Rosengård   Malmö, Sweden 2014   In the past 30 years, during times of modern conflict and a mass diaspora of people fleeing violence and war, Sweden has far exceeded any other country in providing asylum for those seeking it. Peaks during the Balkans war and now responsive numbers from conflict in the Middle East has seen record statistics for individuals heading for Scandinavian shores.  Nearly 25% of Sweden’s population is now foreign-born, but in a country proud of its reputation for diversity, the city of Malmö, in the country’s south, is witnessing a growing support of Sweden’s far-right political party (the Sweden Democrats) and their open anti-immigration policy.  This in part is due to the notoriety of a Malmö suburb known as Rosengård - a small section of the outer-city where tall apartment blocks are deposited with refugees from all the world’s recent conflict zones: Somalis, Iraqis, Iranians, Bosnians, Palestinians. Almost 100% of the suburb’s population are foreign-born.  Rosengård’s disrepute amongst Swedes stems from the area’s recent history of violence and physical displays of frustration and images of burned-out cars and ghetto-like scenes in the media have perpetuated this reputation.  But despite this notoriety, Rosengård is a place with a tight-knit and friendly community. Perhaps galvanised by their common displacement, a suburb of such cultural and linguistic diversity has been unified. Whilst frustrated by their tenuous link to an ostensibly alien landscape, people from Rosengård are resilient, they are surviving but most of all they are proud of Rosengård and some even call it home.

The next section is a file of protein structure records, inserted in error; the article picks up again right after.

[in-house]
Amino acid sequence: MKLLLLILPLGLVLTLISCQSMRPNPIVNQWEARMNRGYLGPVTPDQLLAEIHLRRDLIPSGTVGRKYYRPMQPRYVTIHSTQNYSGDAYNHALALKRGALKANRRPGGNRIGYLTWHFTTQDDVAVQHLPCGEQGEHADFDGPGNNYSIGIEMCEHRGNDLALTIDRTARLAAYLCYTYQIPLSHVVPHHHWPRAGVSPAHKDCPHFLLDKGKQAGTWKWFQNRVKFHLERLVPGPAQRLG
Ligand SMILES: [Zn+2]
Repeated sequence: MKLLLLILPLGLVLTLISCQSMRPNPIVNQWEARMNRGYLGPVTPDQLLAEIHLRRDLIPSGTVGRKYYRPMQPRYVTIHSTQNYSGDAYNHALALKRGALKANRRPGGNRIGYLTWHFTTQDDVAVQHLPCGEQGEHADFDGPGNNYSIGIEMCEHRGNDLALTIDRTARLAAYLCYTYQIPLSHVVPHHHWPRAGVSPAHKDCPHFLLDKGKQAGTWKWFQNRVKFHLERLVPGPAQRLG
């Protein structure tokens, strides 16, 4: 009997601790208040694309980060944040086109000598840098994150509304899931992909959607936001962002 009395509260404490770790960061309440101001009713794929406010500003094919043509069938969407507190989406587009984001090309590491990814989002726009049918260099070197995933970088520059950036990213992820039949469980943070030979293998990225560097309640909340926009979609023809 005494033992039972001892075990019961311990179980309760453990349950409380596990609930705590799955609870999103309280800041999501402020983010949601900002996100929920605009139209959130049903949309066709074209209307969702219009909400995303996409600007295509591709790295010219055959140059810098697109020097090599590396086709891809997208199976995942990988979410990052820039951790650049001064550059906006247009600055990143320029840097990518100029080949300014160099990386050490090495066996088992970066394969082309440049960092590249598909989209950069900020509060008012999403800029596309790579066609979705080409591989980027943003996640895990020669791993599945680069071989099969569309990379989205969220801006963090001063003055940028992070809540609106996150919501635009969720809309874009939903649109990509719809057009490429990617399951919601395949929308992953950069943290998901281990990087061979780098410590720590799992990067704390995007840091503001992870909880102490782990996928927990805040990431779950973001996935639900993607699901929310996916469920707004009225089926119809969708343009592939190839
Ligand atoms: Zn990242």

Bangladesh, 2013  Brahmaputra River, Dhaka  In January of 2013, a brief trip to Dhaka, Bangladesh provided a unique perspective but perhaps a real insight into a vibrant but volatile metropolis. Student riots and civil unrest were ruling the streets and the usual bustling city was reduced to quiet scenes of intimacy along the Brahmaputra river where some escaped the violence by taking to the water.  What I witnessed along the river was discontented youths, privileged middle class and children alike temporarily escaping the chaos of living in one of the world’s most densely populated countries.  
  Danish Deer Hunting   Bornholm, Denmark 2014   Danish deer hunting is a tradition that dates back to the 15th century. Originally reserved for royalty and nobility, a decree in 1537 stated that poachers could be hung from the nearest tree. Today, the hunt is common practice for most Danish men and right of passage from boyhood. Staunch traditions involve beers, schnapps, dogs, fox tails and traditional dress but how much of the original sentiment actually remains? Where hunting in the 1400s was primarily a source of food, modern deer hunting - in one of the world’s most affluent and modern countries - seems perhaps a contrived and unnecessary routine.